Rose Hill Cemetery is located on Riverside Drive in Macon, Bibb County, Georgia. It is an example of a 19th century rural cemetery park, and it is on the National Register of Historic Places.|
The main man behind Rose Hill Cemetery was Simri Rose. He was the sixth son of Levi and Mary Rose. He was born in Connecticut and migrated to Georgia about 1818. He later selected and laid out Rose Hill, and he was also on the first cemetery committee. Simri Rose died 3 April 1869.
Lots in the Rose Hill Cemetery went on sale about May 1840. They were no smaller than 20 square feet and no larger than 40 square feet. Prices ranged from $5 - $30. Lots were auctioned at public sale from time to time, and free lots could also be given to those who improved them according to instructions by the cemetery committee.
At that early time, no tombs were allowed. All interments had to be in underground vaults or coffins. No lot was to be cleared of forest growth, except with permission of the committee.
By 1841, Simri Rose had divided the 50 acre site into five distinct sections: Central Avenue District, Eglantine Square, Forest Hill, Magnolia Ridge, and Holly Ridge.
Originally, each of the sections was separated by thick woodland. But, as the city of Macon grew, so did the cemetery. In 1850, a sixth section, Pine Ridge, was added. Furthermore, in 1856 and 1857, Hawthorne Ridge, Honeysuckle Ridge, and Ivy Ridge was added.
In 1848, immediately west of Rose Hill, Simri planned Oak Ridge Cemetery. This was to be for slaves.
In 1851, it became necessary to lock the entrance gate to Rose Hill to prevent livestock from entering.
In 1859, the Macon City Council commented, "Our cemetery has most justly become a special object of interest and pride to our citizens, and the attraction of many who reside far beyond our limits, many of whom are securing family burial places in it, and many during the last year have been brought from great distances to be deposited in its bosom as their last mortal resting place."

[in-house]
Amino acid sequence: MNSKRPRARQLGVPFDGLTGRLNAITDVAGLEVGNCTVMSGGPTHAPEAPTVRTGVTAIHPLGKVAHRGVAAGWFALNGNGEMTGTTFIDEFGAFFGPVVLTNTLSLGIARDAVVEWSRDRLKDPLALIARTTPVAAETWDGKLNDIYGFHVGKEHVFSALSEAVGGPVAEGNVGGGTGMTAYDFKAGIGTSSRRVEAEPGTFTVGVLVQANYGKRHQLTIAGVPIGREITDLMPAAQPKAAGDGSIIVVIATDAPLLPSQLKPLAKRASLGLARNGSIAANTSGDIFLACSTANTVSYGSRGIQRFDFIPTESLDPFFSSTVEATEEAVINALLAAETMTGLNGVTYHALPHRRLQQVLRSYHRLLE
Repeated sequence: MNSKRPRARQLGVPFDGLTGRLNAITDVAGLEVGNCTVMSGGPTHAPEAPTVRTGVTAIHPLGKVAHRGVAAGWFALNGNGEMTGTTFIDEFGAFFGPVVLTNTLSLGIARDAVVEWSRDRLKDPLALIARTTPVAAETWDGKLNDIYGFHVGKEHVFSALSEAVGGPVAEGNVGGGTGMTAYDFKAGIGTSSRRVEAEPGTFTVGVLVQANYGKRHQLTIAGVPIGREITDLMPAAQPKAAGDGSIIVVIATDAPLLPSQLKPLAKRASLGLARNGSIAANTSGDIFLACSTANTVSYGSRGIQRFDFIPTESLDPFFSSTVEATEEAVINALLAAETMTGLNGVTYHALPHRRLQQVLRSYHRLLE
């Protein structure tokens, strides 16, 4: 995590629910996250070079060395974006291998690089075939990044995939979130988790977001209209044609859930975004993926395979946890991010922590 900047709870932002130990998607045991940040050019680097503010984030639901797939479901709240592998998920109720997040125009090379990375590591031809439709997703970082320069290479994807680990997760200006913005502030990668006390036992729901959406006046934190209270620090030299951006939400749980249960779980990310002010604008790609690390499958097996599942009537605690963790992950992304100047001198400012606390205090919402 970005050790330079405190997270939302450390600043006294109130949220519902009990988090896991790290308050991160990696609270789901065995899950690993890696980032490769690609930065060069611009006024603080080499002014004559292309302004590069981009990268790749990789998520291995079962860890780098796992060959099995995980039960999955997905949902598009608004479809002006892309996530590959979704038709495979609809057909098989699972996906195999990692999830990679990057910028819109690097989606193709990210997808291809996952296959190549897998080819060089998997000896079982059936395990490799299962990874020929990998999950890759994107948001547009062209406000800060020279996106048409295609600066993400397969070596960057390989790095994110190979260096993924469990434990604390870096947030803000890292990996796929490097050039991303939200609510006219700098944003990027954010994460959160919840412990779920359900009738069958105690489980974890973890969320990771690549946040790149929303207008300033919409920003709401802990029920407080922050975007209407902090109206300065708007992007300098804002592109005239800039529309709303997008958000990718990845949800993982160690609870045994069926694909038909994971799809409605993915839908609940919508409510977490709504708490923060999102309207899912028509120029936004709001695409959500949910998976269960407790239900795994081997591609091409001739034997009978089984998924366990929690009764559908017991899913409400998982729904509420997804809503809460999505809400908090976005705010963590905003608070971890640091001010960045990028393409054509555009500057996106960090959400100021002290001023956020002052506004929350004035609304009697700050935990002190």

In 1862, the cemetery charter was altered to allow smaller plot sizes. The new maximum size was 30 X 25 feet, and fractional lots were permitted. No longer was a free lot able to be obtained.
Union troops during the Civil War did some damage to the cemetery. Fences, trees, and shrubs were cut down. Soldiers bathed in the lakes, and several crystaline rocks were stolen.
At the end of the war 27,000 square feet was set aside for more than 600 Confederate soldiers. It was the flank of a hill sloping toward the Ocmulgee River, and it was named Soldiers Square.
In 1870, a subdivision was sold to the Beth Israel Congregation and given the name William Wolff Cemetery. Some time later, Cabiness Ridge was established.
In the late 1890s, the Roman Catholic Church acquired what was named St. Joseph Cemetery.
By 1959, the following subdivisions had been added: The Terraces, Lakeside Terrace, Triangle Square, and Carnation Ridge.
Rose Hill Cemetery: Derivation, Development, Degeneration
by Bruce W. Earnheart, © 1989
~ Index of Tombstones Found in the Carnation Ridge Section
~ Index of Tombstones and Transcriptions Found in the Congregation B'Nai Israel Section
~ Index of Tombstones and Inscriptions Found in the Congregation Sherah Israel Section
~ Index of Tombstones Found in the Forest Hill Section
~ Index of Tombstones and Inscriptions Found in the Hebrew Burial Ground Section
- May Remove Bones From Old Cemetery, The Macon Daily Telegraph, 20 June 1907
- Providing Many More Lots In Old Rose Hill Cemetery, The Macon Daily Telegraph, 12 October 1909
- The Humble Dead in Rose Hill Cemetery, The Macon Telegraph & Messenger, 15 February 1882